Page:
COVID-19 Notice: We are fully operational and still taking new clients. Please do not hesitate to contact us!

Red-Light Running: A Reminder From Your Inner Preschooler & Help From Your Florida Injury Lawyer

Some traffic laws we learn when studying for our driver's test, like the 8 A.M. to 6 P.M. prohibition against parking within 30 feet of a rural mail box on a state highway (see the Driver's Handbook for reminders). Other laws we knew by the time we reached kindergarten, like: "Green means go, Red means stop." Sadly, while everyone knows this basic principle, many fail to observe it. Red-light running causes far too many accidents, and our Panama City accident attorney fights for those injured when people don't listen to their inner preschooler.

Red-Light Runner Flees After Rear-End Crash

A recent crash, reported on by WJHG, combined the dangerous act of red-light running with the inconsiderate and risky (and frankly, cowardly) decision to flee after causing an accident. During the early hours of Thursday morning, a smaller-sized SUV was heading west on Highway 98 in Panama City Beach near Wildwood Road. According to officials with the Bay County's Sheriff's Office, a second SUV ran a red light and plowed into the rear of the first vehicle, causing one SUV to roll and slide almost 400 feet from the location of impact.

A 65-year-old man who was in the smaller, struck SUV was treated for minor injuries at a local hospital. The driver of the second vehicle fled the scene on foot.

Red-Light Running Statistics

A Federal Highway Administration ("FHWA") brochure provides insight into the very real dangers of running a red light. A vehicle running through a red light or other form of traffic control device is the most common cause of crashes in urban areas. Likewise, red-light running crashes are the type of collision most likely to cause injury, with approximately 165,000 motorist, pedestrians, and cyclists suffering injury each year because of a red-light runner. According to the FHWA, nearly 9,000 people died in the prior decade due to someone running a red light. On a typical day in the United States, there are 7 fatal crashes and 1,000 injury accidents at signaled intersections, including red-light running collisions.

While 93% of drivers say running a red light is unacceptable (we'd love to talk to the 7%), 1 in 3 drivers confessed to doing so in the previous 30 days, and someone runs through a red light at an urban intersection every 20 minutes. A full half of those killed in red-light running accidents are someone other than the "runner," such as a passenger, another driver, bicyclist, or pedestrian. One trauma surgeon suggests that red-light runners may not realize the risks of lower-speed crashes, noting that side-impact crashes (such as might occur if a driver runs a red and hits a car on the cross-street) are high-risk because of the relatively thin layer of protection on the side of a vehicle.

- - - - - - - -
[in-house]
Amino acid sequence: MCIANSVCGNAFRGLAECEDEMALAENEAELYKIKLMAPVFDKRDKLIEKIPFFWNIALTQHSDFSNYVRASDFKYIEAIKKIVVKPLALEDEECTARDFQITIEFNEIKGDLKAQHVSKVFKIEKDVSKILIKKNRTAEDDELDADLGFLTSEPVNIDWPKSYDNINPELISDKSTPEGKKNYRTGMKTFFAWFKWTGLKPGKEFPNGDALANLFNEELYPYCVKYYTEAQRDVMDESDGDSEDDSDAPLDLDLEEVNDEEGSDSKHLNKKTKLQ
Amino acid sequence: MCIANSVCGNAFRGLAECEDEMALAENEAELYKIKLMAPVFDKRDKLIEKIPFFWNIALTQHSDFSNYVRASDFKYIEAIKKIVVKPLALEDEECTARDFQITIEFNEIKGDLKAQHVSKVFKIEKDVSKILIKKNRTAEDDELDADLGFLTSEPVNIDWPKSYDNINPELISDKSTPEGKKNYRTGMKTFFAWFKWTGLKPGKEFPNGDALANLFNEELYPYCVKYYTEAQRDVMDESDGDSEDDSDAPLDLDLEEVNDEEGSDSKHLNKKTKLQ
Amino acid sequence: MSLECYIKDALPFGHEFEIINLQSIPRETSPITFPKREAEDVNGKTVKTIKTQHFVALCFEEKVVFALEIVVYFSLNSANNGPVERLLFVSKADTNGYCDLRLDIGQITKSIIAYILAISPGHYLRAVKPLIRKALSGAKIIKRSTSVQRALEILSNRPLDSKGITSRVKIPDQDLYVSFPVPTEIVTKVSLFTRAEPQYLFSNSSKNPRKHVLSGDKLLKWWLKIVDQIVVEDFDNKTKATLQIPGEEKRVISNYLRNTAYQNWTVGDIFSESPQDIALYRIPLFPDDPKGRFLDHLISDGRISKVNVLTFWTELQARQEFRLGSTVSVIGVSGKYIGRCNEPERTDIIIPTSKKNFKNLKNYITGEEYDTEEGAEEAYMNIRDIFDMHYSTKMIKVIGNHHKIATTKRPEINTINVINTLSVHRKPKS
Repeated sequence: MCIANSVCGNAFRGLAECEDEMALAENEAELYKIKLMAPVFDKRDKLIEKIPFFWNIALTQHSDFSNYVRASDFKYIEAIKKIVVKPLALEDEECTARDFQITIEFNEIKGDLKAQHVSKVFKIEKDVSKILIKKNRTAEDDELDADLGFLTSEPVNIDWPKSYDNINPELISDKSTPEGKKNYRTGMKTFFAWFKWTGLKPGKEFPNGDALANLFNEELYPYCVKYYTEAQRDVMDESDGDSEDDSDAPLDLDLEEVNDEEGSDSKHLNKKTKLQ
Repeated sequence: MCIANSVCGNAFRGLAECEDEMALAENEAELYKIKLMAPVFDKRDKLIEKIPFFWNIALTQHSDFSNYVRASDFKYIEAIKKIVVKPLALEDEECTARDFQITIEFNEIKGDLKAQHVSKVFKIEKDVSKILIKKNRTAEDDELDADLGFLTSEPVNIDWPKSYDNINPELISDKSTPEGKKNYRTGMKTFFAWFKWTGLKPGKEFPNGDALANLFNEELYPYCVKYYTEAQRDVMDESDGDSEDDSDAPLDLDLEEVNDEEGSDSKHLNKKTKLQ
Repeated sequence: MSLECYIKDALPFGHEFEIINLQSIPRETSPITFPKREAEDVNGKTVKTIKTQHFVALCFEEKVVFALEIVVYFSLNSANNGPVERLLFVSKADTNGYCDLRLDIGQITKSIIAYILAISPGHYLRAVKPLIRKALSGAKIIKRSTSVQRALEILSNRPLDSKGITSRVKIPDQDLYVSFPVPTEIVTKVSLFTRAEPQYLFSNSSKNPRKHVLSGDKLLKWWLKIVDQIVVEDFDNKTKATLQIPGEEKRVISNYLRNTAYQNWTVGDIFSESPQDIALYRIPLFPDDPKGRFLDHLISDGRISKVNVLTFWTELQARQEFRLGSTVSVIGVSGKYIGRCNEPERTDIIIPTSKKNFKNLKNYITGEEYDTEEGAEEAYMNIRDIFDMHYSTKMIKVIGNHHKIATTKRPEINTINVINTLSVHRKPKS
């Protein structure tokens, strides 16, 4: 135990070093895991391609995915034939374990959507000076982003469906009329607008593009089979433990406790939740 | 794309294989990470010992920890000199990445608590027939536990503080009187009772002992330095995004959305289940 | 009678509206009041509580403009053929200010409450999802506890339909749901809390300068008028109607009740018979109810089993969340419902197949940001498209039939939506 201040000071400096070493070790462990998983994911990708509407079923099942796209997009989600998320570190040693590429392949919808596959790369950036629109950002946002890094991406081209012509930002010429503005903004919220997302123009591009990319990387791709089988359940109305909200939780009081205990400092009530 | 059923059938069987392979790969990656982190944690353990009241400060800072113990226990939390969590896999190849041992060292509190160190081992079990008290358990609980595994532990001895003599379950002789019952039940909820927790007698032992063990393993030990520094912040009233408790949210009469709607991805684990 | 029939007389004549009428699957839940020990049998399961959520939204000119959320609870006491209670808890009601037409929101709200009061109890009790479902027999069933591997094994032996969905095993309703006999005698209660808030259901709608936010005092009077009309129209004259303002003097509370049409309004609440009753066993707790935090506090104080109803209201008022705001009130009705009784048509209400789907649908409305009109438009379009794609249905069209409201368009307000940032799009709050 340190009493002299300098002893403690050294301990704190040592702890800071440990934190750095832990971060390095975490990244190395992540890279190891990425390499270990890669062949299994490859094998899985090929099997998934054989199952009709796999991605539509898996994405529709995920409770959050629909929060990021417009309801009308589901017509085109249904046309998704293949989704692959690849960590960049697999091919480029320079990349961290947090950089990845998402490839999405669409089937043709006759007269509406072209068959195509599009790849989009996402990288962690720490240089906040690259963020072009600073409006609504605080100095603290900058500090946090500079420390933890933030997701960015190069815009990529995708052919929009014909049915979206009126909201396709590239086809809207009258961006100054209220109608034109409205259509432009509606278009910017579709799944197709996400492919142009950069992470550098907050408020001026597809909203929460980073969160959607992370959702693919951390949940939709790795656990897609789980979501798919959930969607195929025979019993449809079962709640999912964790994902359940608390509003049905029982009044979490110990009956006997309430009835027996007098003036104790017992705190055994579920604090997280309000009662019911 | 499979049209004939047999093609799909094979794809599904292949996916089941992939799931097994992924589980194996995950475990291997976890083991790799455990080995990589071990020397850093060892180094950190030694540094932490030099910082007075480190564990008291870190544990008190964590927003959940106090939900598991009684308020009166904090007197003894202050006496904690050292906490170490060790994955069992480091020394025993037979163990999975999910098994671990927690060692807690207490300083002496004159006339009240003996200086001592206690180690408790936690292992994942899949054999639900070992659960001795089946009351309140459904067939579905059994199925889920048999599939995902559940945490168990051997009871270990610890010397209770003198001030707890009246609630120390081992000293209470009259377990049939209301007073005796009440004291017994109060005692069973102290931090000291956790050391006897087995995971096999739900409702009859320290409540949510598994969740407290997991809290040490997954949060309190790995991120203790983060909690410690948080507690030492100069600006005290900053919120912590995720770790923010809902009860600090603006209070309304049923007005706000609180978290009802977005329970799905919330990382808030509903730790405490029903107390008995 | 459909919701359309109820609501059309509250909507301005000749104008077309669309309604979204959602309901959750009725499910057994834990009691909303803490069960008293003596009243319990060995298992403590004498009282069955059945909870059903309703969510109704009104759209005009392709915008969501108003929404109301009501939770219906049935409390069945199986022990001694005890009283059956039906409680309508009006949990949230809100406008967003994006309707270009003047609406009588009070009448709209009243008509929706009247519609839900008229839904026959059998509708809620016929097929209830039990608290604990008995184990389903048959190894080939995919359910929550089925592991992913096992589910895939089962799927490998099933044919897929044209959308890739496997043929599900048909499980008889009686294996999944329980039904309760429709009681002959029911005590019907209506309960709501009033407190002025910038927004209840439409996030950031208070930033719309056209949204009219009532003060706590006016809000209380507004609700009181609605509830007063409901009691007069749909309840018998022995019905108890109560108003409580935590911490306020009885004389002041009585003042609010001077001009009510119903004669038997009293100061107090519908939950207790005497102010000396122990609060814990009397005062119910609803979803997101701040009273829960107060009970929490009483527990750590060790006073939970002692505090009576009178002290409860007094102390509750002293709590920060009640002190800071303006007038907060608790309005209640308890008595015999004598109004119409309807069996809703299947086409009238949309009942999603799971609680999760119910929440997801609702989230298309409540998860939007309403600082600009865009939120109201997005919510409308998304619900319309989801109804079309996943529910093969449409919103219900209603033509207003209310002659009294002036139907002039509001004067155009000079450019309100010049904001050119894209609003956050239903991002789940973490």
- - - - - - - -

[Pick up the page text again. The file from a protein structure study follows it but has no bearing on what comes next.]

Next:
Avoidance and Representation

Listen to your inner preschooler – stop on red. Avoid justifying behavior as "squeezing through a yellow" when you know you are really running the red. Likewise, speak up if someone you are travelling with commits this dangerous act. While medical care is always priority one, if you have been injured by a red-light runner, you should contact an experienced personal injury attorney as soon as possible. Our Panama City red-light injury lawyer can help you get compensation for your injuries and send a message that red-light running is a dangerous habit that will not be tolerated.


Contact The Pittman Firm, P.A. Today!

Hiring of a Florida injury lawyer is an important decision that should not be based solely upon advertisements. The firm will be happy to provide you with more information regarding Attorney Pittman’s qualifications and answer any questions you may have regarding your legal options.

Contact The Pittman Firm, P.A. now for the high-quality legal representation you need for your personal injury case.
  • Please enter your name.
  • This isn't a valid phone number.
    Please enter your phone number.
  • This isn't a valid email address.
    Please enter your email address.
  • Please make a selection.
  • Please enter the state.
  • Please enter a message.